Lynn Chandler

(Phone: e: 301-614-5562)

RELEASE NO: 99-129


The images acquired by the new Landsat 7 spacecraft launched April 15, 1999 have exceeded scientists’ expectations. With the satellite’s state-of-the-art instrument and new
computer ground systems, researchers have closely monitored such events as erupting volcanoes in Hawaii, Italy and Latin America, the severe drought in the mid- Atlantic
region and the devastating floods in North Carolina.

Landsat 7 Project Scientist Dr. Darrel Williams (NASA Goddard Space Flight Center, Greenbelt, Md.) will present new results on Dec. 15, 1999, at a press conference titled
“Early Results from New Earth Observing Satellites.” The 1:30 p.m. press conference will be held in Room 112 of the Moscone Convention Center during the Fall American
Geophysical Union meeting in San Francisco.

In addition to its observations of natural disasters, Landsat is offering scientists a detailed look at unique weather and cloud formation phenomena, and glacial retreats and
advances. Landsat 7 also will acquire a nearly complete data set of the world’s coral reefs to help researchers keep track of these important ocean ecosystems.

The Landsat 7 mission is being operated under the joint leadership of NASA and the U.S. Geological Survey (USGS) during its first year in orbit. Goddard is responsible for
the development of the spacecraft. The USGS Earth Resources Observation System (EROS) Data Center in Sioux Falls, S.D. processes, archives and distributes the
spacecraft data. Landsat 7 continues the monitoring of the Earth’s surface, which dates back to July 1972. This constitutes the longest and most complete set of data available
for studying global change phenomena.

“We are extremely pleased with the overall mission operations and the images we are receiving,” said Williams. Landsat 7 serves an essential role in supporting the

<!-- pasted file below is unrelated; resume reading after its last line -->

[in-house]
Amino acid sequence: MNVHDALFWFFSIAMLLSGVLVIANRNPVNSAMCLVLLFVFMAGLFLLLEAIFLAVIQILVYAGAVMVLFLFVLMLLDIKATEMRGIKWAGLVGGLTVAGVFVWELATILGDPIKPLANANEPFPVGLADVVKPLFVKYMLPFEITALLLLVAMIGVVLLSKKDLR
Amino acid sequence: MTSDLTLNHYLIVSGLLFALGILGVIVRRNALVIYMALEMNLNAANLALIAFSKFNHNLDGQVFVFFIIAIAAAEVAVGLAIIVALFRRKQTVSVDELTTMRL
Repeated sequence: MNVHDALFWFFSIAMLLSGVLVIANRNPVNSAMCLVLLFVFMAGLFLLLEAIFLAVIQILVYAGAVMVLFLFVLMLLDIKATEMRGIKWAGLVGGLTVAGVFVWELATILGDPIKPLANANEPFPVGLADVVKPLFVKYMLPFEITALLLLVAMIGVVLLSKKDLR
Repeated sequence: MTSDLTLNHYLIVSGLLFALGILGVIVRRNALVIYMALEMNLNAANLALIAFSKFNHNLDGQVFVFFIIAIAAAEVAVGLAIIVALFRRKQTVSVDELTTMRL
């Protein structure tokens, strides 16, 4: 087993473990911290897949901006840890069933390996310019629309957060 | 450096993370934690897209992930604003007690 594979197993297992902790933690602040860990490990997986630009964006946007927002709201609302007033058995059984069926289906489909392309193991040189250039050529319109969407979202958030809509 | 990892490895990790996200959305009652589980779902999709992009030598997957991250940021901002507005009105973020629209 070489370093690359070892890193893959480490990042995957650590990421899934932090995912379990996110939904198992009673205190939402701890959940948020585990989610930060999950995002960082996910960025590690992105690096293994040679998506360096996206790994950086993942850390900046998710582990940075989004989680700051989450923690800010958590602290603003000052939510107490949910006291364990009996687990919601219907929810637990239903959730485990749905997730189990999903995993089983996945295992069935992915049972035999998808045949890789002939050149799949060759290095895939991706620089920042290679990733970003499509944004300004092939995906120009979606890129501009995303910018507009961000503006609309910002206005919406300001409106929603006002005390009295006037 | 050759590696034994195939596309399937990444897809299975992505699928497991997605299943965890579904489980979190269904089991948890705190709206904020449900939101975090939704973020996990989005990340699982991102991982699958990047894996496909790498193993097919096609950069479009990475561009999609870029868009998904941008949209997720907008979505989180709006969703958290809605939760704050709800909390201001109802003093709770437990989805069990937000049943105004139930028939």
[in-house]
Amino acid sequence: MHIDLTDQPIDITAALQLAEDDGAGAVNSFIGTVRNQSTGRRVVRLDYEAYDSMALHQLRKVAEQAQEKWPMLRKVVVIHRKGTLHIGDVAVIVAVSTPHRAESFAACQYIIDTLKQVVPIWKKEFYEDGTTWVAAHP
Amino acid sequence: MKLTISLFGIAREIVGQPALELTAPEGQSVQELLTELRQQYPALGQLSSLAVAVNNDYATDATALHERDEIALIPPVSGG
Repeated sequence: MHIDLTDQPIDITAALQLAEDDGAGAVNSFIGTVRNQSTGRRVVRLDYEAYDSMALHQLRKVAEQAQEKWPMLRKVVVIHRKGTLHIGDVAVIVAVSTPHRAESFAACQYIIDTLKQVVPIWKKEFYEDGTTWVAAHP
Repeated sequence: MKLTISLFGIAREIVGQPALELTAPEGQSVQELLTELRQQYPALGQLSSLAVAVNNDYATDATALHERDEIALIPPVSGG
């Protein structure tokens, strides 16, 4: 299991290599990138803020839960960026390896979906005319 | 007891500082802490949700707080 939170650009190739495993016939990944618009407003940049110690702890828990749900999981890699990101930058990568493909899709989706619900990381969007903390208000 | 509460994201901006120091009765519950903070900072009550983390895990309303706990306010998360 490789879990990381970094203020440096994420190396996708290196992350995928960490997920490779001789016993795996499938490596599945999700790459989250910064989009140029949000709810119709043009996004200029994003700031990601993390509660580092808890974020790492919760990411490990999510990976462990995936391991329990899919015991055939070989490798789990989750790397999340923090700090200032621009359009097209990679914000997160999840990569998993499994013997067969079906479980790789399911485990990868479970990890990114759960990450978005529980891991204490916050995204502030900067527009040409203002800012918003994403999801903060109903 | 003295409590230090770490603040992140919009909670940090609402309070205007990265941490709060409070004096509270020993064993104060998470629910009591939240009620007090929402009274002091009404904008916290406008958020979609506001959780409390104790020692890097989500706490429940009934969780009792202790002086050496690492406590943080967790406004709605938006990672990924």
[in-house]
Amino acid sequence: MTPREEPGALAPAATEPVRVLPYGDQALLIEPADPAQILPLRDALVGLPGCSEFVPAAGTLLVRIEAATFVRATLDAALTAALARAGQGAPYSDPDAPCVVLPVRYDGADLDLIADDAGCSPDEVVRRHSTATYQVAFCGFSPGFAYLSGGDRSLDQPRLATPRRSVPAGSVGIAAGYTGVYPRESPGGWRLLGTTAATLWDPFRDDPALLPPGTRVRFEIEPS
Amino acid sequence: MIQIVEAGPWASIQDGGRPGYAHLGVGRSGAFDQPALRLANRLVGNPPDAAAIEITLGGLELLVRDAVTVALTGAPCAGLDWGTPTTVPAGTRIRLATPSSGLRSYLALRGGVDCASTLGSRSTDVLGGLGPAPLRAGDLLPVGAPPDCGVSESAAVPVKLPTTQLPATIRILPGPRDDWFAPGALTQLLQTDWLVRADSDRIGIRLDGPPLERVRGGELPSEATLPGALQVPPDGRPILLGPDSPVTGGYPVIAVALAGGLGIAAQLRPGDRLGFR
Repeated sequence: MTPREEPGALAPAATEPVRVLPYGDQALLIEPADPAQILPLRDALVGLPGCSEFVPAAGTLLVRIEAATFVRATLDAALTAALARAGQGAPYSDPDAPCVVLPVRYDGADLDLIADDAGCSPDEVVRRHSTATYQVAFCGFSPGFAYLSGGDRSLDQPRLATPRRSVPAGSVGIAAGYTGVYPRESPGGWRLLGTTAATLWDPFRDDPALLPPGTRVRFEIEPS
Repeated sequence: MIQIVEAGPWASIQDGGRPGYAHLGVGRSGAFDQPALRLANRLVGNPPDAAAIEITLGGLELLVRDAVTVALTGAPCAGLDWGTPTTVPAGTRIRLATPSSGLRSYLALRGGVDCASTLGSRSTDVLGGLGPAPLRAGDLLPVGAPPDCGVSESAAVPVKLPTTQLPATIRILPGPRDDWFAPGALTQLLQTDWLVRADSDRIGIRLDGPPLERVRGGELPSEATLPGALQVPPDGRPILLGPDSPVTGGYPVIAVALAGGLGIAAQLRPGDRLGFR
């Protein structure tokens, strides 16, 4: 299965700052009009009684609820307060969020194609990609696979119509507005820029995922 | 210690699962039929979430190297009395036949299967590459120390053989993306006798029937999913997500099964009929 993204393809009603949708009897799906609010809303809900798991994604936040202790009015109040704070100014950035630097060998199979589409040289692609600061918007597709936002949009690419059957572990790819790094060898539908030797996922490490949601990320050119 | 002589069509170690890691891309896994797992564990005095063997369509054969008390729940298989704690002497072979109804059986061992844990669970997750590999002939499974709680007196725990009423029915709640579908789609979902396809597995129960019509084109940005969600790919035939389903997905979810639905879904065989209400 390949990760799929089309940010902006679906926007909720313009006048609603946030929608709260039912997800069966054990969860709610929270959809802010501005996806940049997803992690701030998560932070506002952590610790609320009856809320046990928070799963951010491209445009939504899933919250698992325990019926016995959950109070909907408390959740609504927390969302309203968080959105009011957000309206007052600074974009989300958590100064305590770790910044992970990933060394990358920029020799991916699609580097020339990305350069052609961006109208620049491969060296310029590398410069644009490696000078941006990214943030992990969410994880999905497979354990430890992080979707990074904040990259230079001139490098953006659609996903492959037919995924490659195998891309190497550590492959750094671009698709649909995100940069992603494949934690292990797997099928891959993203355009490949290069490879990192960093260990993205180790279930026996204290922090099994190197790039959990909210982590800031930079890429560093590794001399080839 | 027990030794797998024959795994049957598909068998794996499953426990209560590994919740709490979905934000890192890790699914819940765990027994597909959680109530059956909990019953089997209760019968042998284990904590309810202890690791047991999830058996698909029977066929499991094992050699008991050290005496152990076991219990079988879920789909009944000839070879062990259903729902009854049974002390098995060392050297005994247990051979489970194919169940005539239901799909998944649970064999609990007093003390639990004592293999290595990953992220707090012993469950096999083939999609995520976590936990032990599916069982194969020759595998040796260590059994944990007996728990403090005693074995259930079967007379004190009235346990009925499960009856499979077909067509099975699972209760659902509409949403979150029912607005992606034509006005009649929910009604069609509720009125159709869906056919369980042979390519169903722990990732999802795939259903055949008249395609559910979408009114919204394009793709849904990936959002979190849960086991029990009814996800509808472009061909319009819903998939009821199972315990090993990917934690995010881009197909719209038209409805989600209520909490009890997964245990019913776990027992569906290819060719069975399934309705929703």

U. S. Earth science research goals. Landsat 7 mission operations are designed to accumulate a global, seasonally refreshed, substantially cloud-free data set archived at the
USGS EROS Data Center in Sioux Falls.

To date, over 50,000 scenes have been acquired, processed and archived at the USGS EROS Data Center and are available in digital format within 24 hours of collection. The
data are sold at the cost of reproduction and distribution –$600 for a standard full scene digital file. Commercial vendors will distribute custom and value- added Landsat 7
products. Also, there is no copyright protection of Landsat 7 data. Once purchased, image data can be copied and redistributed without restriction. This lower cost and ease of
duplication restrictions makes possible widespread development of practical applications that could effect all aspects of our daily lives.

Landsat 7 utilizes other technical improvements from its predecessors. The panchromatic instrument onboard allows for spatial resolution of 15 meters, while maintaining
sensitivity to the same band wavelengths of previous Landsat instruments. This continuity allows for temporal image analysis, comparing images that may be separated by
many years, taken by different Landsat satellites. Also included in the spacecraft’s array of tools is a thermal infrared detector, capable of 60-meter resolution.

Landsat 7 is part of a global research program known as NASA’s Earth Science Enterprise, a long-term program that is studying changes in Earth’s global environment. The
goal of the Earth Science Enterprise is to provide people with a better understanding of natural environmental changes. Earth Science Enterprise data is essential to people
making informed decisions about their environment.

For more information about the Landsat-7 and the history of the Landsat program, visit the websites at: or .